The 5 Whys

By Penny Macias | November 17, 2016

There are several tools we use in LEAN/Six Sigma to help improve a problem. One of my favorites is the 5 Whys. In LEAN/Six Sigma, we use the DMAIC approach to improvement. DMAIC is short for: Define, Measure, Analyze, Improve, and Control. When we "analyze," we are trying to find the root cause(s) of a problem. The Root Cause is the thing or issue, that if fixed, should eliminate the problem all together. Sometimes, what we think is the cause, is actually a symptom. We have to dig deeper to see the real root.

Before we do the 5 Whys' exercise, we can look at all the things we think contribute to our problem and then test our ideas to see if those are real root causes or symptoms. For example:

Problem: We Need More Staff to Process Applications

  1. Why? We receive 100 applications a day and can only complete 15 a day.
  2. Why can we only complete 15 a day when we have a staff of five people? Adam has to finalize each one, which takes him 30 minutes per application during an eight-hour day.
  3. Why does Adam have to approve every application? He is the only one who has the software on his computer to print the final paperwork
  4. Why is Adam the only one with the license? We never paid the $150/person for extra licenses.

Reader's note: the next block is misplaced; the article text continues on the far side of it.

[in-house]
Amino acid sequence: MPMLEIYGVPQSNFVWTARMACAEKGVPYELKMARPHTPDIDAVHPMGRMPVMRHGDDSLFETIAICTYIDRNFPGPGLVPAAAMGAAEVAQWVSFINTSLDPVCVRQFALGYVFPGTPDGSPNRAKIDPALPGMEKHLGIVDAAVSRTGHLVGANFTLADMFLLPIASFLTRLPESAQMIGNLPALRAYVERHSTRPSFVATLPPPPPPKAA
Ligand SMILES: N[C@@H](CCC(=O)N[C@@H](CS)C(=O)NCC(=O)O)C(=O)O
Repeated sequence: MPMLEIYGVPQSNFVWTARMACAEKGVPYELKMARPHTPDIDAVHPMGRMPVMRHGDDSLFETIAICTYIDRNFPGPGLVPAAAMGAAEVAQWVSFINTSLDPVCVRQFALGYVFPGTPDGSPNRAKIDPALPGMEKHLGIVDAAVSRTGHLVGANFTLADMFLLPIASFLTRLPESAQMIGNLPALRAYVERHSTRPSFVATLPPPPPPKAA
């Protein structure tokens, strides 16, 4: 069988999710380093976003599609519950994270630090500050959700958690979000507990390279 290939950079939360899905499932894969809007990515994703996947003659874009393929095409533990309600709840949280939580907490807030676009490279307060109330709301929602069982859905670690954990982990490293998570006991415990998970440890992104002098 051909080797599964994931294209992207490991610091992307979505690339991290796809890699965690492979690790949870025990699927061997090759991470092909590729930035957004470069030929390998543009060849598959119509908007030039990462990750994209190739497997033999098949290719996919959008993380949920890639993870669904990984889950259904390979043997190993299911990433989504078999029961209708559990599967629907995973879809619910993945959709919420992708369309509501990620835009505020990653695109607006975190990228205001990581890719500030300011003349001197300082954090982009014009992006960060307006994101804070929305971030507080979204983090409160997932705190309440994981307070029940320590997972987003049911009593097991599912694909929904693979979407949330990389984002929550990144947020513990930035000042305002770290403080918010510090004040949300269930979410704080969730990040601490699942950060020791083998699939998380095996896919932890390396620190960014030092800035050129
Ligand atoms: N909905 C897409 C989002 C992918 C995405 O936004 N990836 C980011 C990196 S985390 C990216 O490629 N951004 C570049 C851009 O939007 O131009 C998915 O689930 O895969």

5. Why didn't we pay for additional licenses? We didn't think anyone else needed them when we signed up and we haven't revisited it since.

So the root cause here is: We don't have enough software licenses because we haven't made it a priority to pay for and get additional licenses. I hope you realize the answer depends on the specific situation and there's likely more than one root cause.

One thing to note in the example's initial assumption was, "We need more people." However, by going through the 5 Whys' analysis, we determined we didn't have enough of the right equipment. If we had stopped before we got to this answer, we might have designed the wrong solution to our problem. Imagine how frustrating it would be if we added another person to the process and still were only completing 15 applications per day.

Finally, it's called the 5 Whys but five is not a magic number. There will be instances where you have to ask "why" three times or even 10 times. It all depends on your problem.

I hope this illustrates how useful this tool is and will inspire some critical analysis when you hear what someone assumes is the answer to a problem. If you have any problems utilizing this method and need help with analysis, please reach out to the MAAP. You can contact me or Robyn, or any of the MAAP Champions you know. We are all happy to help others try out our tools.